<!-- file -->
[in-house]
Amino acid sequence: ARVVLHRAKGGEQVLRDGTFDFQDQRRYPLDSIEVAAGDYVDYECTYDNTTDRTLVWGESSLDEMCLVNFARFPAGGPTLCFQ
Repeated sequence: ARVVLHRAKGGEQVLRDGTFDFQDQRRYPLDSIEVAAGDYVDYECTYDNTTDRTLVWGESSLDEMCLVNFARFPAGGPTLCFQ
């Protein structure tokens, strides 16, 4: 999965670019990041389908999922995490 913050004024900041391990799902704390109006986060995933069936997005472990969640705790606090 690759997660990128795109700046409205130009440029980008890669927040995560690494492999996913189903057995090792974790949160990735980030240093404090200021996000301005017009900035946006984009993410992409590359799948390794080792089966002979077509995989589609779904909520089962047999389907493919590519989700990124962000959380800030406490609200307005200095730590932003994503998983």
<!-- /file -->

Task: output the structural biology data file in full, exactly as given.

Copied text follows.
[in-house]
Amino acid sequence: ARVVLHRAKGGEQVLRDGTFDFQDQRRYPLDSIEVAAGDYVDYECTYDNTTDRTLVWGESSLDEMCLVNFARFPAGGPTLCFQ
Repeated sequence: ARVVLHRAKGGEQVLRDGTFDFQDQRRYPLDSIEVAAGDYVDYECTYDNTTDRTLVWGESSLDEMCLVNFARFPAGGPTLCFQ
């Protein structure tokens, strides 16, 4: 999965670019990041389908999922995490 913050004024900041391990799902704390109006986060995933069936997005472990969640705790606090 690759997660990128795109700046409205130009440029980008890669927040995560690494492999996913189903057995090792974790949160990735980030240093404090200021996000301005017009900035946006984009993410992409590359799948390794080792089966002979077509995989589609779904909520089962047999389907493919590519989700990124962000959380800030406490609200307005200095730590932003994503998983």